Symptomatic haemorrhoids are one of the commonest surgical conditions that population suffers from. Haemorrhoids of grades I and II are usually treated conservatively by rubber band ligation, sclerotherapy, cryotherapy or photocoagulation. Symptomatic haemorrhoids of grades III and IV usually necessitate surgical intervention. Traditional haemorrhoidectomy performed by Milligan-Morgan technique (open haemorrhoidectomy) or Ferguson technique (closed haemorrhoidectomy) are commonly used techniques .
Dae Ro Lim, et al. "Despite these two techniques are very effective in treatment of grades III and IV haemorrhoids, but complications such as perioperative anorectal bleeding, surgical-site anal pain, anal stenosis, and faecal incontinence can occur after surgery. These complications will increase the patient's hospital stay, delay the return to normal life and the workplace after surgery and may increase the rate hospital revisits. Thus, novel surgical equipments, surgical techniques and supportive therapies have been introduced to overcome these post¬operative complications" (page 111) .
Akira Tsunoda, et al. "Recent advances in the instrumental technology produced novel devices including bipolar electrothermal device, ultrasonic scalpel, and circular stapler providing effective alternatives that resulted in less postoperative pain and perioperative blood loss" (page 148) .
Using these devices in haemorrhoidectomy resulted in: less postoperative pain and less perioperative blood loss compared with haemorrhoidectomies performed with conventional surgical techniques [8-10].
Maxium is a new vessel sealing system has been recently introduced (produced by KLS martin group, Germany). It is a bipolar electrosurgical device that gives a combination of pressure and radiofrequency. It seals blood vessels of diameters up to 6 mm by denaturating elastin and collagen from the vessel wall and surrounding connective tissue with a minimal collateral thermal damage limited to 2 millimeters over the surgical site. The coagulation zone can withstand up to 3 times the systolic blood pressure.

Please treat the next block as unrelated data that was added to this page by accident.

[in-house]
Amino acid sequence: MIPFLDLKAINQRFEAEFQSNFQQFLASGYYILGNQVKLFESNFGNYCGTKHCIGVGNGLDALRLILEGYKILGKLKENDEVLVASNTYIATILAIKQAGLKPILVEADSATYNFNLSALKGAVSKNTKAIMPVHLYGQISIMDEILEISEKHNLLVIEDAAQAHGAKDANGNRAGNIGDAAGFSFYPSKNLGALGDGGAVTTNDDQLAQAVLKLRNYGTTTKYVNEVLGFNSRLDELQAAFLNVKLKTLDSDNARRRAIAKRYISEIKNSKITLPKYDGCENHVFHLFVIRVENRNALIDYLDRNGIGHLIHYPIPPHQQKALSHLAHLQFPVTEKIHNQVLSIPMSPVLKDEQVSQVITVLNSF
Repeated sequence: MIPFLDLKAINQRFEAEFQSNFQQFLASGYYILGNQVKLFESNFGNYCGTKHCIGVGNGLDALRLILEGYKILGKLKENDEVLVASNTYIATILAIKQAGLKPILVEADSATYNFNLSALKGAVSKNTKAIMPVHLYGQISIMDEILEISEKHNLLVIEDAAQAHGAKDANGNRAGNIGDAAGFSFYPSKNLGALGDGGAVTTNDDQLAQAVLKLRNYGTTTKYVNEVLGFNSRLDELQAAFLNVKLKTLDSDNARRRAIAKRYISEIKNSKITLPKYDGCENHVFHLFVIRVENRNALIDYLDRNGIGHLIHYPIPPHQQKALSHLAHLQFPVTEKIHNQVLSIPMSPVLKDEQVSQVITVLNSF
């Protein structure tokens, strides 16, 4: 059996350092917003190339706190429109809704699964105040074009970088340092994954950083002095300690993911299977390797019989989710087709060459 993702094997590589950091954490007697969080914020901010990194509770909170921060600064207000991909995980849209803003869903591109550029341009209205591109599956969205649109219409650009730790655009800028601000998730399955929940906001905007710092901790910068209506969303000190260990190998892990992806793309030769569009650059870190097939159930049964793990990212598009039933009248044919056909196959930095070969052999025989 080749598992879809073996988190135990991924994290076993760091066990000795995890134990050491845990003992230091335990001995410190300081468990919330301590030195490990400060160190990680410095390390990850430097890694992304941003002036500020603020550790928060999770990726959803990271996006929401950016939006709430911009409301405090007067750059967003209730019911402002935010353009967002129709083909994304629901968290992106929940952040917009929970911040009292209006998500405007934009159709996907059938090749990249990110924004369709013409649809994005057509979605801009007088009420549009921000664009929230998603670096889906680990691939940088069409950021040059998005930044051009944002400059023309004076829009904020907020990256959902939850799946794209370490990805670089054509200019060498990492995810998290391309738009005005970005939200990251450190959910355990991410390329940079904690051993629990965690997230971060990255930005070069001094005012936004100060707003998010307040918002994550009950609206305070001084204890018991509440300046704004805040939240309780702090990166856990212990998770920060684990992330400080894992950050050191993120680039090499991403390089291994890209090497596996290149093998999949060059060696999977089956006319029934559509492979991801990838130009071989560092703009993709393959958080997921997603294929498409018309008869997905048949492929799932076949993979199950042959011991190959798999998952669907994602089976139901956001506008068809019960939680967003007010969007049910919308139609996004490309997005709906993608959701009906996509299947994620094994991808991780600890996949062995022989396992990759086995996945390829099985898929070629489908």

This limited spread of thermal energy decreases the postoperative pain and anal spasm allowing to perform a bloodless haemorrhoidectomy with low postoperative pain and fast healing . Bipolar diathermy haemorrhoidectomy is a sutureless closed haemorrhoidectomy because the coagulum zone is just divided where anal mucosal edges are fused .
The aim of this study was to assess outcomes of sutureless closed haemorrhoidectomy performed with Maxium versus outcomes of other studies that used both, novel and conventional techniques of haemorrhoidectomy for symptomatic haemorrhoids grades III and IV.